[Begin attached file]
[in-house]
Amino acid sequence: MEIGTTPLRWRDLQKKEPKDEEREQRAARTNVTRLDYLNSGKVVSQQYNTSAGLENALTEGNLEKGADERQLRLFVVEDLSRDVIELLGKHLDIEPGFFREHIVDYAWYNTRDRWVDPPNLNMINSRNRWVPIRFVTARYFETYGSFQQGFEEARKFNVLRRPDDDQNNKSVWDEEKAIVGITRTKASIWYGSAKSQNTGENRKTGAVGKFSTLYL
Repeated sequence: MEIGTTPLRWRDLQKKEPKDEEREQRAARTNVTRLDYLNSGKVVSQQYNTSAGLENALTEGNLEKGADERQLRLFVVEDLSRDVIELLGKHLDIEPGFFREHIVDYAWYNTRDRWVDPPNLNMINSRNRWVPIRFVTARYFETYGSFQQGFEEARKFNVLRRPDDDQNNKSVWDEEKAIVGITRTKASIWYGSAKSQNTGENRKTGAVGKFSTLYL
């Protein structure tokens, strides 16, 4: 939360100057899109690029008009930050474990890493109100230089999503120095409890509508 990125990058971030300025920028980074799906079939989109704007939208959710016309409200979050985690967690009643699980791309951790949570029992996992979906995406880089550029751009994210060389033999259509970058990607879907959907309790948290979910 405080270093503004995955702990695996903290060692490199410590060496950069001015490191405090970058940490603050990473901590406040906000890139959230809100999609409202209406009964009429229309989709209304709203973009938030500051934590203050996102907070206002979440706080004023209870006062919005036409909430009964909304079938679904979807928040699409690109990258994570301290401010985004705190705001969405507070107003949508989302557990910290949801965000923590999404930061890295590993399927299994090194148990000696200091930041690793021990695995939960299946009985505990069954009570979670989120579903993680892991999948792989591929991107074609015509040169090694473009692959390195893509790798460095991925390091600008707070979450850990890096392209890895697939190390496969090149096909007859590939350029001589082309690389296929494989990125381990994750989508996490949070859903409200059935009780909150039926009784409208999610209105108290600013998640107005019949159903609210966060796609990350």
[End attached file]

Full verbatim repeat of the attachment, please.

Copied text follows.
[in-house]
Amino acid sequence: MEIGTTPLRWRDLQKKEPKDEEREQRAARTNVTRLDYLNSGKVVSQQYNTSAGLENALTEGNLEKGADERQLRLFVVEDLSRDVIELLGKHLDIEPGFFREHIVDYAWYNTRDRWVDPPNLNMINSRNRWVPIRFVTARYFETYGSFQQGFEEARKFNVLRRPDDDQNNKSVWDEEKAIVGITRTKASIWYGSAKSQNTGENRKTGAVGKFSTLYL
Repeated sequence: MEIGTTPLRWRDLQKKEPKDEEREQRAARTNVTRLDYLNSGKVVSQQYNTSAGLENALTEGNLEKGADERQLRLFVVEDLSRDVIELLGKHLDIEPGFFREHIVDYAWYNTRDRWVDPPNLNMINSRNRWVPIRFVTARYFETYGSFQQGFEEARKFNVLRRPDDDQNNKSVWDEEKAIVGITRTKASIWYGSAKSQNTGENRKTGAVGKFSTLYL
């Protein structure tokens, strides 16, 4: 939360100057899109690029008009930050474990890493109100230089999503120095409890509508 990125990058971030300025920028980074799906079939989109704007939208959710016309409200979050985690967690009643699980791309951790949570029992996992979906995406880089550029751009994210060389033999259509970058990607879907959907309790948290979910 405080270093503004995955702990695996903290060692490199410590060496950069001015490191405090970058940490603050990473901590406040906000890139959230809100999609409202209406009964009429229309989709209304709203973009938030500051934590203050996102907070206002979440706080004023209870006062919005036409909430009964909304079938679904979807928040699409690109990258994570301290401010985004705190705001969405507070107003949508989302557990910290949801965000923590999404930061890295590993399927299994090194148990000696200091930041690793021990695995939960299946009985505990069954009570979670989120579903993680892991999948792989591929991107074609015509040169090694473009692959390195893509790798460095991925390091600008707070979450850990890096392209890895697939190390496969090149096909007859590939350029001589082309690389296929494989990125381990994750989508996490949070859903409200059935009780909150039926009784409208999610209105108290600013998640107005019949159903609210966060796609990350």